Regular monitoring of records management, and an organisation-wide program for information governance (encompassing records, information and data), is beneficial for all public offices.

Public access to the records of Government is a fundamental right in a democratic society. The State Records Act 1998 promotes the principles of accountability and access by providing for the creation, management and protection of State records and for public access to those records. The access Provisions of the Act establish a 20 year open to public access period and provide for authorising longer periods of protection  for sensitive records through the making of access directions.

Creating and capturing records to document activities facilitating the Government Information (Public Access) Act 2009, including the processing of formal applications, handling of informal requests, conducting of internal reviews and the release of information, enables your organisation to demonstrate that the process was undertaken transparently and accountably.

Records provide an audit trail that can support organisational decision-making and provide transparency. As a number of decisions are reviewable under the GIPA Act, the organisation should build requirements for records creation into procedures for GIPA activities and make sure that all staff are aware and familiar with the requirements.

This guidance has been prepared to enable records managers to understand the relationship between records management and the GIPA Act, the search process, and to inform and assess recordkeeping processes in relation to GIPA. It has been prepared in consultation with the Information and Privacy Commission (IPC) as the agency with oversight for the GIPA Act.

Digitisation refers to the conversion of non-digital material to digital form. There are many reasons why your organisation may consider converting existing analogue recordings to digital. If your organisation decides to digitise analogue audio and video recordings, there are a number of factors to consider.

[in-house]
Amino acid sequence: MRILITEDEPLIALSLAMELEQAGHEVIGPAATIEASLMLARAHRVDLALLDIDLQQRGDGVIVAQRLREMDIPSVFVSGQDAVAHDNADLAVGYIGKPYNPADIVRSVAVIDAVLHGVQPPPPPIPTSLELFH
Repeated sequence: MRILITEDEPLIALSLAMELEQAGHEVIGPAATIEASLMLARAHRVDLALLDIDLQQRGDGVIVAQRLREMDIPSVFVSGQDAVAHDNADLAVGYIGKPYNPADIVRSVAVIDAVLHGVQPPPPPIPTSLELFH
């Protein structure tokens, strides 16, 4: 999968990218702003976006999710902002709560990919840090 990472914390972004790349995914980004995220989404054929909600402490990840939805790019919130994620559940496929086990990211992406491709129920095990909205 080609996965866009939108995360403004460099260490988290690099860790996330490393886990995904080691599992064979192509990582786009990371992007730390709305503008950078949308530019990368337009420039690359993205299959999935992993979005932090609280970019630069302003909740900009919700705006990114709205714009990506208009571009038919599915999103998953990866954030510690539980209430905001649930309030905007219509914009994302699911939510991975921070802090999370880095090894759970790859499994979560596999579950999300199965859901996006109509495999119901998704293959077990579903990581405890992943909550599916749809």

From time to time State Records NSW may also issue disposal alerts or advice about disposal freezes.

Archival appraisal is perhaps the most important — and certainly the most final — decision-making function that an archives institution undertakes. A decision not to keep records as archives is forever: once the records are gone, they cannot be brought back. A decision to keep records as archives is also forever: it involves an explicit commitment to apply the resources needed to preserve them — and to keep applying resources — for as long as the archives survive.

The purpose of this document is to establish a policy framework for the conduct of records appraisal in the NSW public sector and to state fundamental objectives to guide the identification of State archives.

This Advice provides some information around questions NSW State Records has received in relation to Council amalgamations.

All Administrative Requirements are available via the Administrative Requirements Portal. This Portal can also be accessed on the websites of the Public Service Commission, the Treasury, Office of Finance and Services, State Records and the NSW Government.

Records held by NSW Government organisations are a valuable resource for NSW Government and the community. Records are a core strategic asset and need to be protected and managed appropriately through any form of administrative change.